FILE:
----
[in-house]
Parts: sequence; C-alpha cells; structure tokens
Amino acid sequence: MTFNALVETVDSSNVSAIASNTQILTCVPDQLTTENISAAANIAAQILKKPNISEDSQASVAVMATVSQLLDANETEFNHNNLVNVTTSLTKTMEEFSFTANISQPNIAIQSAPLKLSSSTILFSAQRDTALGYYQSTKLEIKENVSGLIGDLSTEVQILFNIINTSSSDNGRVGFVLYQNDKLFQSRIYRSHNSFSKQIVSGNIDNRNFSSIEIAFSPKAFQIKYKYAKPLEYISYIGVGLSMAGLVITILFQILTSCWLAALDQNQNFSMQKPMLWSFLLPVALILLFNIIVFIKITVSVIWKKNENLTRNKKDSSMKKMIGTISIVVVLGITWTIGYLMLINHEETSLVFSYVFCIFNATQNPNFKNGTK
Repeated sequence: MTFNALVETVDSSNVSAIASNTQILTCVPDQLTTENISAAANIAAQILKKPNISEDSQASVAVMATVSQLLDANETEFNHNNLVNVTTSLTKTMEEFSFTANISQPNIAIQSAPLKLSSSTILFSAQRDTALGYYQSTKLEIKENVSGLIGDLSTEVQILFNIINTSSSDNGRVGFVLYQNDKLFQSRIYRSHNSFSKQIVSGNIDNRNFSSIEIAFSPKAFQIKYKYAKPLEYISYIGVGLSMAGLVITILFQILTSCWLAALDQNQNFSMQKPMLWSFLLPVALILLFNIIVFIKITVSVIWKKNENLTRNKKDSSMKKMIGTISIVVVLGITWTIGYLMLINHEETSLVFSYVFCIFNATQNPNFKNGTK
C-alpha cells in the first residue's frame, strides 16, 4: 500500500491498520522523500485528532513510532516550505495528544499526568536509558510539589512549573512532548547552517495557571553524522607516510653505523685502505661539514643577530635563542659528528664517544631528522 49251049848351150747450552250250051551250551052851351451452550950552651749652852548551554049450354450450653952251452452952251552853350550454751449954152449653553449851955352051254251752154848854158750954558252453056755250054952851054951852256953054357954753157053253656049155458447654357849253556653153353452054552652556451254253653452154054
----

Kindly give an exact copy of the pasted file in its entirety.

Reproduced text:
[in-house]
Parts: sequence; C-alpha cells; structure tokens
Amino acid sequence: MTFNALVETVDSSNVSAIASNTQILTCVPDQLTTENISAAANIAAQILKKPNISEDSQASVAVMATVSQLLDANETEFNHNNLVNVTTSLTKTMEEFSFTANISQPNIAIQSAPLKLSSSTILFSAQRDTALGYYQSTKLEIKENVSGLIGDLSTEVQILFNIINTSSSDNGRVGFVLYQNDKLFQSRIYRSHNSFSKQIVSGNIDNRNFSSIEIAFSPKAFQIKYKYAKPLEYISYIGVGLSMAGLVITILFQILTSCWLAALDQNQNFSMQKPMLWSFLLPVALILLFNIIVFIKITVSVIWKKNENLTRNKKDSSMKKMIGTISIVVVLGITWTIGYLMLINHEETSLVFSYVFCIFNATQNPNFKNGTK
Repeated sequence: MTFNALVETVDSSNVSAIASNTQILTCVPDQLTTENISAAANIAAQILKKPNISEDSQASVAVMATVSQLLDANETEFNHNNLVNVTTSLTKTMEEFSFTANISQPNIAIQSAPLKLSSSTILFSAQRDTALGYYQSTKLEIKENVSGLIGDLSTEVQILFNIINTSSSDNGRVGFVLYQNDKLFQSRIYRSHNSFSKQIVSGNIDNRNFSSIEIAFSPKAFQIKYKYAKPLEYISYIGVGLSMAGLVITILFQILTSCWLAALDQNQNFSMQKPMLWSFLLPVALILLFNIIVFIKITVSVIWKKNENLTRNKKDSSMKKMIGTISIVVVLGITWTIGYLMLINHEETSLVFSYVFCIFNATQNPNFKNGTK
C-alpha cells in the first residue's frame, strides 16, 4: 500500500491498520522523500485528532513510532516550505495528544499526568536509558510539589512549573512532548547552517495557571553524522607516510653505523685502505661539514643577530635563542659528528664517544631528522 49251049848351150747450552250250051551250551052851351451452550950552651749652852548551554049450354450450653952251452452952251552853350550454751449954152449653553449851955352051254251752154848854158750954558252453056755250054952851054951852256953054357954753157053253656049155458447654357849253556653153353452054552652556451254253653452154054